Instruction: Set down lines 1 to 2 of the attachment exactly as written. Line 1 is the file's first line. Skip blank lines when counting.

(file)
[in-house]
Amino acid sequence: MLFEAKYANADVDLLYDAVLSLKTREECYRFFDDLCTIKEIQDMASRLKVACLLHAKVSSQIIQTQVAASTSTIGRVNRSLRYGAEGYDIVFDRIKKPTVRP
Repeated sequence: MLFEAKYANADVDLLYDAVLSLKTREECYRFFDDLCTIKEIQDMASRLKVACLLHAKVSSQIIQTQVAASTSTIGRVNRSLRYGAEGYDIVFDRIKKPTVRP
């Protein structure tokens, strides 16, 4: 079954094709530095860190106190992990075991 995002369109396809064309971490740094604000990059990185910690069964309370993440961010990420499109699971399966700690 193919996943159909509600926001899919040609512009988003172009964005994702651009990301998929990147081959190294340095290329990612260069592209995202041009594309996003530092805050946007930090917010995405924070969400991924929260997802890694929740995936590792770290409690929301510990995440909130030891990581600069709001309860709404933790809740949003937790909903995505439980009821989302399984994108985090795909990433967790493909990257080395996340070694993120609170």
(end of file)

[in-house]
Amino acid sequence: MLFEAKYANADVDLLYDAVLSLKTREECYRFFDDLCTIKEIQDMASRLKVACLLHAKVSSQIIQTQVAASTSTIGRVNRSLRYGAEGYDIVFDRIKKPTVRP